1. Snow White and the Seven Dwarfs (1937)

Magical and enchanting. Prince is stiff and Snow White’s voice is annoying, but that’s the worst of it.

2. Sleeping Beauty (1959)

I said it before, I’ll say it again: Elegant and gorgeous.

Hmm. Pretty short list. Both are absolutely beautiful, have just enough loyalty to the original tale to retain a little magic, and just enough of the dark side to have some bite… without beating us over the head with the awesome forces of the powers of evil, yadda yadda. And no A-list actors doing the voices, either – another irritating and distracting trend of late.

Top 5: Ocean Movies

 

 

 

 

 

In honour of my own upcoming weekend campout beside the ocean… five family movies about the mysterious and fascinating deep.

1. Fantasia 2000 (1999) – for age 3+  (just the “Pines of Rome”)

Okay, this is just a part of a movie, but the “Pines of Rome” sequence, featuring a pod of soaring whales, is stunning. (This sequence is totally suitable for the very young, though other sequences in the film are significantly scarier, more suited to 5 or 6 year olds.)

2. Ponyo (2009) – age 4+

An entirely different take on the basic “Little Mermaid” fairy tale. Magical forces out of balance cause the ocean to rise and submerge a coastal town… but no one is hurt in this adventure, which all hinges on a little fish striving to become a human girl.  Underwater scenes are breathtaking. (Read full review.)

3. Finding Nemo (2003) – age 4+

Wonderful fish adventure, highlighting many ocean species along the way. Funny and smart, scary moments but plot moves through them quickly. Sure to spark an interest in learning more about sea creatures. (Read full review.)

4. Pinocchio (1940) – age 5+

Underwater scenes only occur in last part of this movie, but Monstro the whale is unforgettable, if a bit scary. (Read full review.)

5. Blue Planet (2001) – age 5+

Okay, this is a BBC series, not a movie, but don’t forget to follow-up fantasy ocean stories with non-fiction and documentaries. And a trip to the aquarium!

Top 5: First Movie Musicals for Preschoolers

I’m not including here the animated Disney ‘musicals’, first because they are pretty obvious choices, and secondly because, with some exceptions, the music is often forgettable. I’ve chosen to focus instead on glorious, old-school, Broadway-style live action movie musicals. (Mary Poppins being a borderline case, but it’s mostly live-action.)

The grand old MGM musicals should boggle your child’s mind with the brash, over-the-top craziness of it all. I showed That’s Entertainment to two four-year-old girls last summer, and during the Esther Williams swimming sequences, well, their jaws were on the floor. Remember, that which you and I find cheesy, they may regard as nothing short of miraculous.

5 MUSICALS

1. Mary Poppins (1964) – 2+          (This title on amazon.)

2. Meet Me in St. Louis (1945) – 4+          (This title on amazon.)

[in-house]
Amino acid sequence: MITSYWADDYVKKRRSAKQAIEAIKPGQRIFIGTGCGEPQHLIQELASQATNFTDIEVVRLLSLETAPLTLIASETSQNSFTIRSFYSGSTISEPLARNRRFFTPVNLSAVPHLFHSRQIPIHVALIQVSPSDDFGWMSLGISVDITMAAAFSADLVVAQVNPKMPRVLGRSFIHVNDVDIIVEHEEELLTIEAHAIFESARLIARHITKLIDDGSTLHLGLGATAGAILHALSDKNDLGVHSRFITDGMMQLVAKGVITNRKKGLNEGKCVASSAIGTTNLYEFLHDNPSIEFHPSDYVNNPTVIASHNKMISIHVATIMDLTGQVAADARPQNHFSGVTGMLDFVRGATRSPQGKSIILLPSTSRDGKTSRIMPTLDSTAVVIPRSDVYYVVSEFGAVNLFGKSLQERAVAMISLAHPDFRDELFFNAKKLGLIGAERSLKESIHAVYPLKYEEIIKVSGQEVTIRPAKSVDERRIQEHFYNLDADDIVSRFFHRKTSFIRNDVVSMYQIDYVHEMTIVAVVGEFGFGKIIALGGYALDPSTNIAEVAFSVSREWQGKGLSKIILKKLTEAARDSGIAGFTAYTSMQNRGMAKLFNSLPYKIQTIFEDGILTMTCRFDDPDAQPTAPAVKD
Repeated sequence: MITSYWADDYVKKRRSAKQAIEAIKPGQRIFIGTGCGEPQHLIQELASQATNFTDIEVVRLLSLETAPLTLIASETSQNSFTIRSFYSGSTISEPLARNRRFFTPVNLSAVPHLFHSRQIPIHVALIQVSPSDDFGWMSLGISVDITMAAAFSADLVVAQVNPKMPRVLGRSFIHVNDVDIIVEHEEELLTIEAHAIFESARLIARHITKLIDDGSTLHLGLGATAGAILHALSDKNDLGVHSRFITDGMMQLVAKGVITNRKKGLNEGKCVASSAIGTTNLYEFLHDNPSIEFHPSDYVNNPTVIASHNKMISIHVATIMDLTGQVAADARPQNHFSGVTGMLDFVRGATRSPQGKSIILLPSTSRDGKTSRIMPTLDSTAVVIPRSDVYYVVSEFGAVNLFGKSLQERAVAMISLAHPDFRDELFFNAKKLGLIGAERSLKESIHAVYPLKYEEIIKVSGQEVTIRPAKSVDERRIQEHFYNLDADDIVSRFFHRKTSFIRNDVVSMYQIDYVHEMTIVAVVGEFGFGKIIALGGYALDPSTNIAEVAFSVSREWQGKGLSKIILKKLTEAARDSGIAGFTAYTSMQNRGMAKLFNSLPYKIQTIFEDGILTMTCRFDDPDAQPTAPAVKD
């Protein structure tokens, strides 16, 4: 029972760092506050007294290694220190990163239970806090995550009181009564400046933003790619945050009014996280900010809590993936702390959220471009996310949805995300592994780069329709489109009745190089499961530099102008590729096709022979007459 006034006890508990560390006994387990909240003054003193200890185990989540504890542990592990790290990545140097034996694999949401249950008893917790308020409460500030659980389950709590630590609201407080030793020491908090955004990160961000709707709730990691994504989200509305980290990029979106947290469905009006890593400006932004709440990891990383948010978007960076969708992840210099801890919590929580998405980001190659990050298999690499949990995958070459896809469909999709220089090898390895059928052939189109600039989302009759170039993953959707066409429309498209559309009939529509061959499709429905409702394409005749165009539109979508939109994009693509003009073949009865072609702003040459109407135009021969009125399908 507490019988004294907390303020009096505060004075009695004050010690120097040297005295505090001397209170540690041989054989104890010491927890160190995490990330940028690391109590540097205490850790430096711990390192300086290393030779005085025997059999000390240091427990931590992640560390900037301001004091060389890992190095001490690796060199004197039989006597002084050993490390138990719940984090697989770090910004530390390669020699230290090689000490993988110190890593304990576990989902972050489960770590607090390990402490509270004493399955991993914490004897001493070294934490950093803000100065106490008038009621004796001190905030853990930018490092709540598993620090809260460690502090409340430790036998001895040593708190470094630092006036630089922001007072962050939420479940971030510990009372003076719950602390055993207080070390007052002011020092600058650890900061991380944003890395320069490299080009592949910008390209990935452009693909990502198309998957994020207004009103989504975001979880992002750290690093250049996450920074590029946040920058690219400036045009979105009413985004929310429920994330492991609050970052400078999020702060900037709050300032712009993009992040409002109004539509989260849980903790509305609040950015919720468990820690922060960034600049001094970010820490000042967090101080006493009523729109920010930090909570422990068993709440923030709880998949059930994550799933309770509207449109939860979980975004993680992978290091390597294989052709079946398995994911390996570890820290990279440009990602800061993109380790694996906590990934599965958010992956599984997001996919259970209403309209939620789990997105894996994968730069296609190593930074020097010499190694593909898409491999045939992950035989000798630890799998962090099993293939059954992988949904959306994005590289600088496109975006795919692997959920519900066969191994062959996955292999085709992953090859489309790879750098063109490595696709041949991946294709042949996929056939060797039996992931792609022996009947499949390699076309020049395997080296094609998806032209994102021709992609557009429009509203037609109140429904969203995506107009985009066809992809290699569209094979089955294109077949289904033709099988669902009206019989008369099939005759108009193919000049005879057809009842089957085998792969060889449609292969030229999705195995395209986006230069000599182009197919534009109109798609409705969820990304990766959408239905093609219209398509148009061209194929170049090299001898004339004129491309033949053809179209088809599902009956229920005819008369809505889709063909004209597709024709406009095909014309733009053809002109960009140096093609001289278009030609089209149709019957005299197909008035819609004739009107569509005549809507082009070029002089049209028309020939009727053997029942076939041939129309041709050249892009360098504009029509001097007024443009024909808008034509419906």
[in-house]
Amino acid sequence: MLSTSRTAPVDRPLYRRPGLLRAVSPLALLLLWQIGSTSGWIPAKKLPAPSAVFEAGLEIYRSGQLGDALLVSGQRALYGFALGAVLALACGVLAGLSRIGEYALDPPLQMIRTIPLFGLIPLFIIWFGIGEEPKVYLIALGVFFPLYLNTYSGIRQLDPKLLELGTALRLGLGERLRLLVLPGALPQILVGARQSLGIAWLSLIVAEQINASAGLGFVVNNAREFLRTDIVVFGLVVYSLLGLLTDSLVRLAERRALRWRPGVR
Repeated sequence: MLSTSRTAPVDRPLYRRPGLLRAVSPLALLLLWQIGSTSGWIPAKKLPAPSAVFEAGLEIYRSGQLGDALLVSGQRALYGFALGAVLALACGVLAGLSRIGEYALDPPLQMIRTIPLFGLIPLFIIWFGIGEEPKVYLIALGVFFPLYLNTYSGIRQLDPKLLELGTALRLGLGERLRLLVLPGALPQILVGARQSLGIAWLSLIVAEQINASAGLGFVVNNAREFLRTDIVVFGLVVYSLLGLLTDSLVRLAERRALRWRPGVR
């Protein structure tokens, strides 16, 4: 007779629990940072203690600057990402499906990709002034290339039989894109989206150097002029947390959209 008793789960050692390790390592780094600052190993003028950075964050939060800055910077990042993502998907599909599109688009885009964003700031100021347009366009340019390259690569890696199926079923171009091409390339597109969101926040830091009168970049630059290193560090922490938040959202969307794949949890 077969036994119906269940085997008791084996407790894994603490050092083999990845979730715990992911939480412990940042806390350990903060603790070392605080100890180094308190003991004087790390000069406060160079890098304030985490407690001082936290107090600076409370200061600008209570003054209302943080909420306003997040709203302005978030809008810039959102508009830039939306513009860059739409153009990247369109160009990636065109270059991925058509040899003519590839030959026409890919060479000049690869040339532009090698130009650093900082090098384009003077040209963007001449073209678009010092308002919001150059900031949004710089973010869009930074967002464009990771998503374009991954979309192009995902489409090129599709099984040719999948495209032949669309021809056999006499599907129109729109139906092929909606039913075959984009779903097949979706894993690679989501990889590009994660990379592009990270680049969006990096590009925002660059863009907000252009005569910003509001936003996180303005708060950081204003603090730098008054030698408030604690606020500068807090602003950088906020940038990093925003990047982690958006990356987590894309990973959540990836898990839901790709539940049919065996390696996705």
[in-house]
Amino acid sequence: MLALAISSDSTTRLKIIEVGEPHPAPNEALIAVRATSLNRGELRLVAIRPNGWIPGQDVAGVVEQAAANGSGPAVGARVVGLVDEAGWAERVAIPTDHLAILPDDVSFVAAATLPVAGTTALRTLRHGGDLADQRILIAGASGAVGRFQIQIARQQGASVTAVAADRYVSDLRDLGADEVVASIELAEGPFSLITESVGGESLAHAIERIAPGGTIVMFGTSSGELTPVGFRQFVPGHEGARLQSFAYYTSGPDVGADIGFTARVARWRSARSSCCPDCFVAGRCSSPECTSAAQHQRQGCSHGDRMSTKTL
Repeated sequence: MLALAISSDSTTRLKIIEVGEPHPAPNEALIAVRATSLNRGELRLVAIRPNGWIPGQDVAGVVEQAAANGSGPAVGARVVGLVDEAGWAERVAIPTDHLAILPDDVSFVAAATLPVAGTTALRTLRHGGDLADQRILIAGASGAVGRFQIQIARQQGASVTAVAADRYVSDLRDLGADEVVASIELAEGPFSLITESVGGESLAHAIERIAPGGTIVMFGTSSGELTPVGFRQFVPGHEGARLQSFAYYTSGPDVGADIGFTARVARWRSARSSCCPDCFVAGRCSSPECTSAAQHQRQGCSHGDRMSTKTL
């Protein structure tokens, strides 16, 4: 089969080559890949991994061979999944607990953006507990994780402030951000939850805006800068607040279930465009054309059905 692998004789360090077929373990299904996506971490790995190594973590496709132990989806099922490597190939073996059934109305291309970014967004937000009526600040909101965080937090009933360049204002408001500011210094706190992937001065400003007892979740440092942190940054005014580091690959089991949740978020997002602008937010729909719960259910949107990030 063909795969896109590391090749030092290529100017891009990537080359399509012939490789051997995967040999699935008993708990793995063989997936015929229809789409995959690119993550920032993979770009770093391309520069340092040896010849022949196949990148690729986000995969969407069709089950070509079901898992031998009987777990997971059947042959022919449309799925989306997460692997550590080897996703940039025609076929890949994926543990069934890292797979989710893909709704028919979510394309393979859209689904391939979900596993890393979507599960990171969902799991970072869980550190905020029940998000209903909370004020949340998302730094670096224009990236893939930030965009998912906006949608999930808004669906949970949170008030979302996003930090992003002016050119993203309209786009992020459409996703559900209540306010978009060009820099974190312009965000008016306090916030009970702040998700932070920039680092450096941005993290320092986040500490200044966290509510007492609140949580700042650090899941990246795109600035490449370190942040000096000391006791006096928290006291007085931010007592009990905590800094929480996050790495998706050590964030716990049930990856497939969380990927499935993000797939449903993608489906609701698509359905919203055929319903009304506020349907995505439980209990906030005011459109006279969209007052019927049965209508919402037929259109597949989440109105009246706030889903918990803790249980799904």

3. The Wizard of Oz (1939) – 4+          (This title on amazon.)

4. Singin’ in the Rain (1952) – 5+          (This title on amazon.)

5. Annie (1982) – 5+          (This title on amazon.)

Singin’ in the Rain is the only one of the five with a plotline that isn’t immediately child-relateable – that is to say, it doesn’t have a child or teen protagonist with problems children can easily identify with and understand. However it should still grab young viewers with its humour, energy and verve.

If you’re not sure about the plotlines, and whether your child will find them interesting or even comprehensible, here’s my bonus suggestion:

6. That’s Entertainment, Vol. 1 (1974) , Vol. 2 (1976) – age ? (both rated G) : These DVDs are simply compilations of song and dance numbers plucked from many old musicals. An excellent introduction to the world of old movies and musicals, though you may have to fast forward through the ‘modern-day’ introductions from aging stars.

I’ve got a long list of runners-up, so keep tuned for “the next top 5 musicals”…

Top 5 ‘First Movie’ Picks for Preschoolers

Another new weekly feature: Wednesday Lists. This week, titles that I recommend as your child’s first introduction to feature-length films.

These movies have been carefully selected to be a) benign enough that your child is not frightened, b) interesting enough to warrant repeated viewings, and c) of sufficient quality that those repeated viewings do not drive parents around the bend!

Age: 2 and 3.  2-year-olds do not always, however, have the attention span to last through an entire movie. Which is not a bad thing, you can stick to shorter TV shows until they are ready for longer programs.

Theatre vs. Home: Watching a movie in a real theatre is certainly an exciting experience for a child, but it can also be a little overwhelming. Too-loud sound systems, and the enormous image can make a mildly alarming scene feel absolutely terrifying. Unless your child is particularly fearless, for their first few movies I highly recommend viewing an old tried-and-true title in the comfort and security of your living room.

Company: Nothing helps a child’s comfort level like having mommy or daddy next to them on the couch for support! The good news here is that very young children love to watch the same show many, many times over, so by the nth viewing your presence won’t be required (unless you really want to watch it too). Repeated viewings (ad nauseum) may seem boring to us, but they allow young children a satisfying sense of mastery, as they know exactly what comes next, and can recite lines of dialogue along with the movie.